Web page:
Short Stirling B 111 – Jolly Roger, 199 Sqn RAF 1/144
2 in stock
2 in stock
From Amercom is this very nice 1/144 scale diecast model of the Short Stirling Mk 111 four engined heavy bomber in the livery of LJ525 EX-R “Jolly Roger” of 199 Squadron stationed at North Creake, Norfolk, UK in May 1944. It was flown by Flying Officer Broadfield till February 1945. The unit was employed during this period on radio counter-measures operations, covering and simulating night bomber missions; the Mandrel electronic jamming device (usually installed beneath the tail-gun) was carried to counter the German early warning radar, and tin-foil Window strips were dropped to confuse fighter ground control and night fighter AI radar. Wingspan 21cm, Length 18.5cm
Complete in a sealed plastic blister with fixed lowered undercarriage and display stand. Very few models of this aircraft exist in this scale, so this is a “must have” addition to any collection.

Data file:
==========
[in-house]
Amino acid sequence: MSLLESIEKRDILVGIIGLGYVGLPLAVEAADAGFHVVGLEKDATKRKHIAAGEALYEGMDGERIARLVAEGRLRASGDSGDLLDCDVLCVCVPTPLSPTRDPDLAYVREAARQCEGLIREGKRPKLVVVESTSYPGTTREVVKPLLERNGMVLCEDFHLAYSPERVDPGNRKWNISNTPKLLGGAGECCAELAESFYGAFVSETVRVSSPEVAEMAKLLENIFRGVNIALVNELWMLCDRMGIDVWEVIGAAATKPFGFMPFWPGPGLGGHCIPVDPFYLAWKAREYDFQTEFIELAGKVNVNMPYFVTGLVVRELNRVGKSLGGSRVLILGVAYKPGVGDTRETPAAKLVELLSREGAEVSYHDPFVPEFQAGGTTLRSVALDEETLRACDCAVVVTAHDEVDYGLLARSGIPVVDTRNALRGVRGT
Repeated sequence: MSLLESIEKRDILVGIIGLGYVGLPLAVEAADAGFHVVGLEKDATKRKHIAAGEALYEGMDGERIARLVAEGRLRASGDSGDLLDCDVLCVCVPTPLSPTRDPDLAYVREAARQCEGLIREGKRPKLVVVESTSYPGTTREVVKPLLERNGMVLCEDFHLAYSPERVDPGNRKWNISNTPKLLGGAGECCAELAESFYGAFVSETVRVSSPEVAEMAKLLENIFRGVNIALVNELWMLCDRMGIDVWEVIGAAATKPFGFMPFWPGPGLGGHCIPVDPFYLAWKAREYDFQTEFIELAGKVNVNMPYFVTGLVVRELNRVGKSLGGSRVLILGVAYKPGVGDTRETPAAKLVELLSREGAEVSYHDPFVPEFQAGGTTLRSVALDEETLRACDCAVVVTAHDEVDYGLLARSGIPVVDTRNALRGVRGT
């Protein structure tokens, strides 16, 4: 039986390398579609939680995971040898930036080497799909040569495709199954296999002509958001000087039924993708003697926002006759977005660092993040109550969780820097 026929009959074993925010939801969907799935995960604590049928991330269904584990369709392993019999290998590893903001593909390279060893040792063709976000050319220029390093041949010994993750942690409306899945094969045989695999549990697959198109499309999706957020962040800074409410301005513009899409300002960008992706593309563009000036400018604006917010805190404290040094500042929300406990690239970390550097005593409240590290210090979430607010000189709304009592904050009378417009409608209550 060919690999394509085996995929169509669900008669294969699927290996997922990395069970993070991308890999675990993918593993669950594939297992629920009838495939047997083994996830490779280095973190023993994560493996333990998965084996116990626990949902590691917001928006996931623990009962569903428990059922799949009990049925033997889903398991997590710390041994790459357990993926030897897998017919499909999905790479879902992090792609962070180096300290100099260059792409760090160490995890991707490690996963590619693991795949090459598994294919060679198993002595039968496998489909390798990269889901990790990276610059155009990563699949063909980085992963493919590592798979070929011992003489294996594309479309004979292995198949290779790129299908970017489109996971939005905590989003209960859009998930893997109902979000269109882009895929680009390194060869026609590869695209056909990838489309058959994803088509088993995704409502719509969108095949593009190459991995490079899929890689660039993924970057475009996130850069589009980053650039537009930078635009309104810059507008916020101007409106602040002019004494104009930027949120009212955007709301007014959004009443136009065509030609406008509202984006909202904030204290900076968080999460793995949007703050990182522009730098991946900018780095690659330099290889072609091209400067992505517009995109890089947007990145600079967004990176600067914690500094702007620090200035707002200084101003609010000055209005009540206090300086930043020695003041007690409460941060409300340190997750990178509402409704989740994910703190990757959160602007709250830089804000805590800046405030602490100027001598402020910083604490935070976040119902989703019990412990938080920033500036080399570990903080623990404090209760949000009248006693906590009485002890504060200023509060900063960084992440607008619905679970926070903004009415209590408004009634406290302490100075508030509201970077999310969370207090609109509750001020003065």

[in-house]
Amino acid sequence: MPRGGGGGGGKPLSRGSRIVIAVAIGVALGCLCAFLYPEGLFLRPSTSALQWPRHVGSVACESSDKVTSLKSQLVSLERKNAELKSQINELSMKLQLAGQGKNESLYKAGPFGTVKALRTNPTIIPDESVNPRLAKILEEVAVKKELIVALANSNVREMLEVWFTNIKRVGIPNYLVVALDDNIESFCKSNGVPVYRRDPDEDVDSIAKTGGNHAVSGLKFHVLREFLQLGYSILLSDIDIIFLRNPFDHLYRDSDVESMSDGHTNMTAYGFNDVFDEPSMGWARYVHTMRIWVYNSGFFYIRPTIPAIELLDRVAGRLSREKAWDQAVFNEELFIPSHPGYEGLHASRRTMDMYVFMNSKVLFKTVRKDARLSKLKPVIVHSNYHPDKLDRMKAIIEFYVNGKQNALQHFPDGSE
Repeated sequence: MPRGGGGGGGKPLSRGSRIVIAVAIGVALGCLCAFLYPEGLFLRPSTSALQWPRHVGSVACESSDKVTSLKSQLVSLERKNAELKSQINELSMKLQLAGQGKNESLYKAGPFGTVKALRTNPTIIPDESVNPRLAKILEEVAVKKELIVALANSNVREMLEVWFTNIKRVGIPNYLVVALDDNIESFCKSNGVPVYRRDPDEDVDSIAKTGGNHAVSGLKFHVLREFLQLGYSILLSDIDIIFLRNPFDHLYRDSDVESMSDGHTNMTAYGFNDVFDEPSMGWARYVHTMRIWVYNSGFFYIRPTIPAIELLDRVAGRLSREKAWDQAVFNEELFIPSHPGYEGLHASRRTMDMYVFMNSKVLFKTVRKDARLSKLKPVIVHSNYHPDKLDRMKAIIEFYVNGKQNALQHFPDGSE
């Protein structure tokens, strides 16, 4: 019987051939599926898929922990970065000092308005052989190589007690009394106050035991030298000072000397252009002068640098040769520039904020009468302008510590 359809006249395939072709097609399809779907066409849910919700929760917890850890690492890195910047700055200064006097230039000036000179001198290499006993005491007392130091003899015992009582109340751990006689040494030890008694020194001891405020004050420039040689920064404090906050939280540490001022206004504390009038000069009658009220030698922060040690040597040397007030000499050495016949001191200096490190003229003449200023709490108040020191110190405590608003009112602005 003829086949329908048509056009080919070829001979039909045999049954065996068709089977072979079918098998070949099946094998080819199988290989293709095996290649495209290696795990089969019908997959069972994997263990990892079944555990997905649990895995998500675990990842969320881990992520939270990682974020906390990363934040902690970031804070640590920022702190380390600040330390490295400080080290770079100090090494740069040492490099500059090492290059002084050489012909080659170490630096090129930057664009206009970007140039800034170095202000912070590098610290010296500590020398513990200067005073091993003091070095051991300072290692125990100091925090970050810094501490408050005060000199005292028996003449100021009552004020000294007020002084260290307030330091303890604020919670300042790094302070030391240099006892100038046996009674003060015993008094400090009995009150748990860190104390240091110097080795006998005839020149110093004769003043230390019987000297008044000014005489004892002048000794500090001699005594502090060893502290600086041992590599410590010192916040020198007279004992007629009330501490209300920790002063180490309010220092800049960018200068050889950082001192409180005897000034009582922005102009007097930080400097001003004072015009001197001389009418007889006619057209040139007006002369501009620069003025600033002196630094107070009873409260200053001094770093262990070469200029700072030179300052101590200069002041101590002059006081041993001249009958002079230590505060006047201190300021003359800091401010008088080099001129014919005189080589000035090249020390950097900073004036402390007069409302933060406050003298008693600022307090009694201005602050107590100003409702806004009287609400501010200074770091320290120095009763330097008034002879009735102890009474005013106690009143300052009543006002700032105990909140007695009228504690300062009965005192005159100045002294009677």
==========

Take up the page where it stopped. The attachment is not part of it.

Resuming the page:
The Short Stirling was the first British four-engined heavy bomber of the World War Two. Designed and built by Short Brothers to an Air Ministry specification from 1936, it entered service in 1941. Its front-line operational career was relatively short being relegated to second line duties from 1943 onwards when the superior Handley Page Halifax and Avro Lancaster, took over its role. Of the trio of heavies, the Short Stirling is the least well known and sadly, there are no surviving examples left anywhere in the world. Design origins go back to 1937 and significantly, the Stirling’s main weaknesses stem from the overall penny-pinching attitudes of the inter-war years. The Air Ministry required that in order to fit conveniently into existing hangars, the wingspan should not exceed 100 feet, although many hangars could accommodate spans up to 125ft. This resulted in a long takeoff run and in order to alleviate this, the undercarriage became a gangly affair that had to fold twice. A poor undercarriage and poor altitude performance made Stirlings (operational from 1940-1944) highly vulnerable to fly and dangerous to land. Yet they later found popularity as glider tugs and transports. As a bomber, the most significant shortcoming was the design of the bomb bay. Like its contemporaries, the bay was compartmentalised and designed to carry the 500lb and 1000lb bombs then standard in the RAF. No one had thought that bombs too would need to develop in future wars.